Is There a Future for User-Assisted Web Crawlers?
Why would a search engine let users assist a search engine crawling program in exploring the content of pages normally hidden to most crawling programs?
Users Teaching Web Crawlers?
Here are three examples of people who might help teach a web crawler how to crawl a site:
While search engines have been providing tools to try to make it easier for webmasters to have the pages of their sites indexed more easily, such as those found at Google Webmaster Tools, Yahoo Site Explorer, and Webmaster Center – Bing, none of the tools offered at any of those address that problem.
A web admin might help teach a web crawling program about the most effective way to crawl their website, browsing the pages of the site in a certain order, filling out forms on the site, and interacting with the site’s pages in a manner intended by the webmaster.
Those interactions could be captured to create rules for crawling the site by learning from those activities. The rules could then be used in the future by a web crawler to crawl the site.
Manual Reviewers – Someone manually reviewing the content and structure of web pages to see if a search engine can more effectively improve how the search engine indexes those pages could set up rules for a crawling program to follow links logically or fill out search forms to best find relevant pages on sites. These are others who could be involved with user-assisted web crawlers.
Content Subscribers – Programs like RSS feeds, and mashup tools can bring content from a site to someone interested in seeing it, without that person having to visit multiple web pages.
If people interested in that content could train a program to crawl through forms found at places like job search sites or travel pages or other websites that keep content behind forms, it could help them have web content from a site automatically fetched and delivered to them. This is a third group that could help with user-assisted web crawlers.
Problems with Focused Crawling
There are two common types of web crawling.
Free crawling – when a crawling program finds a page, it stores the page and the page’s address or URL and follows any links it can find on that page to locate other web pages.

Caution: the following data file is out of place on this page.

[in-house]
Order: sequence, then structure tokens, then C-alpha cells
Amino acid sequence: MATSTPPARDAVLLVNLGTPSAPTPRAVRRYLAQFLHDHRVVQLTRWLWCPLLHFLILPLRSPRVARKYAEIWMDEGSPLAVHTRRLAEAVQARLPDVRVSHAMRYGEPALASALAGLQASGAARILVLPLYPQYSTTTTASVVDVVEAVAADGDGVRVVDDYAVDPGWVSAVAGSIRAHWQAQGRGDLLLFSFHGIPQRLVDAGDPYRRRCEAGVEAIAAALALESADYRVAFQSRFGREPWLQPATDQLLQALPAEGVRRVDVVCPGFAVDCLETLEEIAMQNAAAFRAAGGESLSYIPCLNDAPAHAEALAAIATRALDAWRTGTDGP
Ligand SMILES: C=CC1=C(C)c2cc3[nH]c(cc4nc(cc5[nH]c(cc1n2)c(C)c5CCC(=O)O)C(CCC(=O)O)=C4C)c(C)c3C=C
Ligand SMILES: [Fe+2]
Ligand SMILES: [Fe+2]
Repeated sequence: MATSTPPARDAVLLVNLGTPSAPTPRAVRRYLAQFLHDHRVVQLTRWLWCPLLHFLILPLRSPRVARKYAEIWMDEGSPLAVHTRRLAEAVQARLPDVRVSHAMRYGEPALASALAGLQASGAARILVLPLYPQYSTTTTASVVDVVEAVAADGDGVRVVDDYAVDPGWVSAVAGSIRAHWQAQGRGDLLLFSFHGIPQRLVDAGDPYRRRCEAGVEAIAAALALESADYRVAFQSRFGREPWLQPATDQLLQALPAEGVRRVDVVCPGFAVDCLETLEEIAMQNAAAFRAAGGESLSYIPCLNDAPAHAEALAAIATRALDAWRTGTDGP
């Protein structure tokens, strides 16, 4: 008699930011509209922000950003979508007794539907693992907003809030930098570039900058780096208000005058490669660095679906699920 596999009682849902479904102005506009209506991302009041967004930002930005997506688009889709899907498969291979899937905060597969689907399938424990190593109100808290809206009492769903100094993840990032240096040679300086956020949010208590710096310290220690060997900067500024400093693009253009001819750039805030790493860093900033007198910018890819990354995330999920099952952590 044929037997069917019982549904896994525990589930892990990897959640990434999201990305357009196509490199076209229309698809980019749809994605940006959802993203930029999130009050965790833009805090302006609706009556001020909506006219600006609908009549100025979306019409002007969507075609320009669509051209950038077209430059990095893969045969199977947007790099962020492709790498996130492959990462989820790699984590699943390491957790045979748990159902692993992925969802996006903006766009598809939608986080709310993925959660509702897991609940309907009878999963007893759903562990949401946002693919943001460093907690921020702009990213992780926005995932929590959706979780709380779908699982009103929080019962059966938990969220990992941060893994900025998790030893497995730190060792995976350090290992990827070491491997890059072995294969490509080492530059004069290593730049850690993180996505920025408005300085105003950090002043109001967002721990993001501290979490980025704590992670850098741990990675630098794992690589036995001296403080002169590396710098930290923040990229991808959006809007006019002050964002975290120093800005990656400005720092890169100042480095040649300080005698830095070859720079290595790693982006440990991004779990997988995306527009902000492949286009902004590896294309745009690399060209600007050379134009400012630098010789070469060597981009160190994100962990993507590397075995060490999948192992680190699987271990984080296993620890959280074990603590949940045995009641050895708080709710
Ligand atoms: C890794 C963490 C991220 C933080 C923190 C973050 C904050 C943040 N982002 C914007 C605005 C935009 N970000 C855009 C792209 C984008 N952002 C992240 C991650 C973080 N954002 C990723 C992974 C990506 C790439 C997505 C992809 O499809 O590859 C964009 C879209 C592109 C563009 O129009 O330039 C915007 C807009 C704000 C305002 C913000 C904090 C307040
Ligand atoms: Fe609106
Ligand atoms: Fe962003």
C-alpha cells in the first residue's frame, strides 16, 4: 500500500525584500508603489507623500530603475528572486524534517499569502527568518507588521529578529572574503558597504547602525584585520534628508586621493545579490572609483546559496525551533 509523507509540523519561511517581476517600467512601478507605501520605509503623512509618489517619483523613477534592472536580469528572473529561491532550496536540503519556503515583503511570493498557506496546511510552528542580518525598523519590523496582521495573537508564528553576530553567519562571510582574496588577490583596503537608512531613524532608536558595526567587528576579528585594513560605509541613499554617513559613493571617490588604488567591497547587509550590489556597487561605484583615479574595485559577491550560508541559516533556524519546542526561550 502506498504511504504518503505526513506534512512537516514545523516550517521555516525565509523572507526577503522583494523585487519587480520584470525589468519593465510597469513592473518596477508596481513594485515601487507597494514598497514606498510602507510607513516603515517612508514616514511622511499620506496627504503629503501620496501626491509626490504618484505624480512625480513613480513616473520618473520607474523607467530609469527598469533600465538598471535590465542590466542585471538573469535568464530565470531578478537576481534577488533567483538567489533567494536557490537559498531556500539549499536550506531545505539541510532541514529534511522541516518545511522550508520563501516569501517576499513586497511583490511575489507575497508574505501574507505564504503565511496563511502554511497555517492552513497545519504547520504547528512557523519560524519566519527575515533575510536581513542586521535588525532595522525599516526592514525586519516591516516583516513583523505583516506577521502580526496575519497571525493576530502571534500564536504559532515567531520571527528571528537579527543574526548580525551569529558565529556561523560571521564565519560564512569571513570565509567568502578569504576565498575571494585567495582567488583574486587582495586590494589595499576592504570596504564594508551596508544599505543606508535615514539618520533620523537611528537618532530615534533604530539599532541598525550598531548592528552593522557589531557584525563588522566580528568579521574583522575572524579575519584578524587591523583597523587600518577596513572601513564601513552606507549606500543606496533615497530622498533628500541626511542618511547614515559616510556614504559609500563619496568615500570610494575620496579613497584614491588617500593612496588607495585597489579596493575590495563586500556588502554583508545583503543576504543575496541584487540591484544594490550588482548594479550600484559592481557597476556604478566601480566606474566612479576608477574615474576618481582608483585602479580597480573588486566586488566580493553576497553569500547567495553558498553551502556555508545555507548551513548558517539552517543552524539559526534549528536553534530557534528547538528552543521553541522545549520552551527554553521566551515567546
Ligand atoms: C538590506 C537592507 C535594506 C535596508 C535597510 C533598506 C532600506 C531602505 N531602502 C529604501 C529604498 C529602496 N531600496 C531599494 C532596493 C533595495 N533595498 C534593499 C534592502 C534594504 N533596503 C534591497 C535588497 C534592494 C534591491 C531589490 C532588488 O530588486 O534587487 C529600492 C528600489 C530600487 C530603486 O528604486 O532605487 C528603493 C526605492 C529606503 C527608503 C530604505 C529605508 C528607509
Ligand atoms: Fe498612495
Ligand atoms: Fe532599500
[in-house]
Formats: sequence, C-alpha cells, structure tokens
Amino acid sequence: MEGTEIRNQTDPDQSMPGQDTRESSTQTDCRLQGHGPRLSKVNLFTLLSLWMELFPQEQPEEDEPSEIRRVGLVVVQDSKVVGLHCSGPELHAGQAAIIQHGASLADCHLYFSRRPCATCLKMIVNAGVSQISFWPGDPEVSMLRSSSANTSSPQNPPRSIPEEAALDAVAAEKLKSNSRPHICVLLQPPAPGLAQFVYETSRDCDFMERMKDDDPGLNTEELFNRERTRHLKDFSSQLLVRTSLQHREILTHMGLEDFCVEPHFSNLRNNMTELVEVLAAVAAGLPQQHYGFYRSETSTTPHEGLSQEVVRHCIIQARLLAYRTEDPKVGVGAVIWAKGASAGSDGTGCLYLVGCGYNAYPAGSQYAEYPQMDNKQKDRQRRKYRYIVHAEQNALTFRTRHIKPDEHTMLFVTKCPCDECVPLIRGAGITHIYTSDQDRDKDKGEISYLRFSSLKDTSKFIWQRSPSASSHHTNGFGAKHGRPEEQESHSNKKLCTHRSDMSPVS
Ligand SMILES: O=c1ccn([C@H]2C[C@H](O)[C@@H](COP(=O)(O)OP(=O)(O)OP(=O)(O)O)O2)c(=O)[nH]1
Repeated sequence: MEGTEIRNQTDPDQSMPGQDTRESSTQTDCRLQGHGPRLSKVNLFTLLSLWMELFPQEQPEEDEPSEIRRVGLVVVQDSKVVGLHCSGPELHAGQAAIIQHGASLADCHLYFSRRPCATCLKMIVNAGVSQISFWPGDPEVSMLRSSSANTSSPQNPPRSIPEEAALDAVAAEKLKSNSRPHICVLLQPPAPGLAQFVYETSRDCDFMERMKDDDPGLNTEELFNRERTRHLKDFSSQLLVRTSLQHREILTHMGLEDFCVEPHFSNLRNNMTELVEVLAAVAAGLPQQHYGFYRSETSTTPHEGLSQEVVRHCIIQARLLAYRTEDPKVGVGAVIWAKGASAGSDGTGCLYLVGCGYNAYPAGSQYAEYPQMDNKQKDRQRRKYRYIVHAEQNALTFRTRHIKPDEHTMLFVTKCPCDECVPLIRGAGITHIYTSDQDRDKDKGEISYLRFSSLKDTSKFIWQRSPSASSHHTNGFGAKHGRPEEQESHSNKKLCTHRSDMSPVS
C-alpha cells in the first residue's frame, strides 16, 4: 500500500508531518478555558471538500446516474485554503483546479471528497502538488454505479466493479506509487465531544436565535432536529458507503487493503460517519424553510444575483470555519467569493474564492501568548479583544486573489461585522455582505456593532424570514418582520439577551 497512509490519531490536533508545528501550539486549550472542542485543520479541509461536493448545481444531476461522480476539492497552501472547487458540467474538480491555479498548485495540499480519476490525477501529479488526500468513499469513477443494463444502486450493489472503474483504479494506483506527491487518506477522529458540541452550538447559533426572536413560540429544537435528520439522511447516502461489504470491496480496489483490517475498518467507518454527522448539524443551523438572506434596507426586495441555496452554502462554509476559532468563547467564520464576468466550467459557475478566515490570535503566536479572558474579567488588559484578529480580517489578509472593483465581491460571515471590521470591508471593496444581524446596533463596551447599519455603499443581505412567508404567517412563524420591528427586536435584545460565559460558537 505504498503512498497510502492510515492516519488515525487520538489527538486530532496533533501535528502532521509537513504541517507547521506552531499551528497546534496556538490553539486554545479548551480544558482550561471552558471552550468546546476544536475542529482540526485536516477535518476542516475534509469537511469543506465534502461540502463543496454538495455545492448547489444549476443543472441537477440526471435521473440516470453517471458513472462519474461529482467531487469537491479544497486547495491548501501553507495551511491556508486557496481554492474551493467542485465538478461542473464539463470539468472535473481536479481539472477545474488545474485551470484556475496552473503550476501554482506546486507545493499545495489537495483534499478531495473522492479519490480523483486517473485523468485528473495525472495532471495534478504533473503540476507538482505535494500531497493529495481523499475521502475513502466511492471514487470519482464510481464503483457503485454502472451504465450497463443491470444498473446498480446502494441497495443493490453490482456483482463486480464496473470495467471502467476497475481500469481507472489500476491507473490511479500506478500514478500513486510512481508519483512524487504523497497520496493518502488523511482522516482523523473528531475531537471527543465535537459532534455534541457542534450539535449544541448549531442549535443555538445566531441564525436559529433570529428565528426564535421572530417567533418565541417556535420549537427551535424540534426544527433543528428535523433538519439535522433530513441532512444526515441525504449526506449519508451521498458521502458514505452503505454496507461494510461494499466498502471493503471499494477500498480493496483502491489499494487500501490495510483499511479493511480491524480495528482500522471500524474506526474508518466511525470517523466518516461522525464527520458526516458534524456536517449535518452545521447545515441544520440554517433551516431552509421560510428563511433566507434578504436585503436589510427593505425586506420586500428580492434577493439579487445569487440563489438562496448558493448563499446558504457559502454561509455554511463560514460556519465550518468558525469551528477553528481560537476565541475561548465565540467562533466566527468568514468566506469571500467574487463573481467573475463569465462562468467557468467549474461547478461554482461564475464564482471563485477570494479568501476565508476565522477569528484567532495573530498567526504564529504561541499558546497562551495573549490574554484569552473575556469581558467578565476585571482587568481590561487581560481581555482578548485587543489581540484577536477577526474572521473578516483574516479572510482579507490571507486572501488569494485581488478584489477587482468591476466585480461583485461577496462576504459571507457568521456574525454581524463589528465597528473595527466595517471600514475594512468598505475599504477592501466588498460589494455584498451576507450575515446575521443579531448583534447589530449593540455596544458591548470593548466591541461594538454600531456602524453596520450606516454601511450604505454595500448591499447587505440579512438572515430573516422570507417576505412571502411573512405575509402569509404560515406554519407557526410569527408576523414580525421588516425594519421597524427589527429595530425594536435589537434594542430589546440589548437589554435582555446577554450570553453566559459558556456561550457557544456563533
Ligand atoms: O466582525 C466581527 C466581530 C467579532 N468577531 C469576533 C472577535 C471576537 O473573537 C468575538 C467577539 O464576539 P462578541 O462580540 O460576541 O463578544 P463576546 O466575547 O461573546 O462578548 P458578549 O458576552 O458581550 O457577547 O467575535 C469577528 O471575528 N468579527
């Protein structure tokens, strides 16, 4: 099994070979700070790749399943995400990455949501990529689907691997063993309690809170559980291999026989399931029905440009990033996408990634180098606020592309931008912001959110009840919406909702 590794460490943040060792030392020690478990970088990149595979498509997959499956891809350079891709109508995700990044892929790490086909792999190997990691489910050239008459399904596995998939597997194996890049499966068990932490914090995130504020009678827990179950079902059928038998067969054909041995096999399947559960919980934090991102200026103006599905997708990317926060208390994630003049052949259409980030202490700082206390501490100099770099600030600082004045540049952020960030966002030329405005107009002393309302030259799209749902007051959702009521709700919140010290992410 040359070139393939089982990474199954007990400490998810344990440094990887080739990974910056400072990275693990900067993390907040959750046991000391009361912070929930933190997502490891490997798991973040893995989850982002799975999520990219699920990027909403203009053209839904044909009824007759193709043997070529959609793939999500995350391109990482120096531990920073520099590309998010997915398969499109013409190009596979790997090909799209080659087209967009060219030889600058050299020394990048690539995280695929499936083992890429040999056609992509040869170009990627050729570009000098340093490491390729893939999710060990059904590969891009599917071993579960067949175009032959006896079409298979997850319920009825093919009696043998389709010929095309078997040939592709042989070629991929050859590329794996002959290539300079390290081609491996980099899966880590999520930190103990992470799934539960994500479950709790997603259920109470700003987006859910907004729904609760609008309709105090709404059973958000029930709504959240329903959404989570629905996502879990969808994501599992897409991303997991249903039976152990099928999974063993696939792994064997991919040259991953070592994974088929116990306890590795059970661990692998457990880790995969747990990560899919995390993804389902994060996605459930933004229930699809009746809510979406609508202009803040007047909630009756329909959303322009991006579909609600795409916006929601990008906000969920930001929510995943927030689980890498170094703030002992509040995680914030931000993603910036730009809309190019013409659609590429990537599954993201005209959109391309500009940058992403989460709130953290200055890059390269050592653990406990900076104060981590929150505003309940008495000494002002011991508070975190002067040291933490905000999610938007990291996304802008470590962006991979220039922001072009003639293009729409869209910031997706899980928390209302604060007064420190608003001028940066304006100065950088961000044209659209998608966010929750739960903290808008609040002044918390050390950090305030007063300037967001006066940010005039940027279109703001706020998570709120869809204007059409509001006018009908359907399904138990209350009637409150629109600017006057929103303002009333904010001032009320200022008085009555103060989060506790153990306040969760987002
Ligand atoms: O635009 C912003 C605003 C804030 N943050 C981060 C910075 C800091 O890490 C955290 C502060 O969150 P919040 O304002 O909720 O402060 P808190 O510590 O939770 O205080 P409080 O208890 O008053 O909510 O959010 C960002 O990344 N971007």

Focused crawling – a crawling program tries to crawl only pages which contain a specific type of content, or “relevant” web pages.
There are many different approaches for focused crawling, but a crawler may end up crawling irrelevant pages or miss relevant pages for several reasons:
Diversity of Design and Structure – There is much diversity and variation amongst the design and structure of web pages. If the crawler follows a single set of logic or rules when it looks for pages, it might not be too accurate in determining the relevancy of pages when looking at a broad spectrum of pages.
Irrelevant Pages in a Chain of Links An assumption many focused crawlers follow is that pages that contain a specific type of content are often linked to each other. That can be misguided – if a crawler doesn’t follow a link to a page that seems not to contain the specific type of content looked for, and some pages are relevant to further along a chain of links which includes that page, then relevant pages may be missed.
Pages Accessible Only Through Forms – Sometimes it is necessary to fill out a form, such as a search form for job listings, to access relevant web content, such as job listings and descriptions. Forms differ so much from one site to another, and even within the same site, relevant content can be easily missed if a crawler doesn’t understand how to fill out many different types of forms.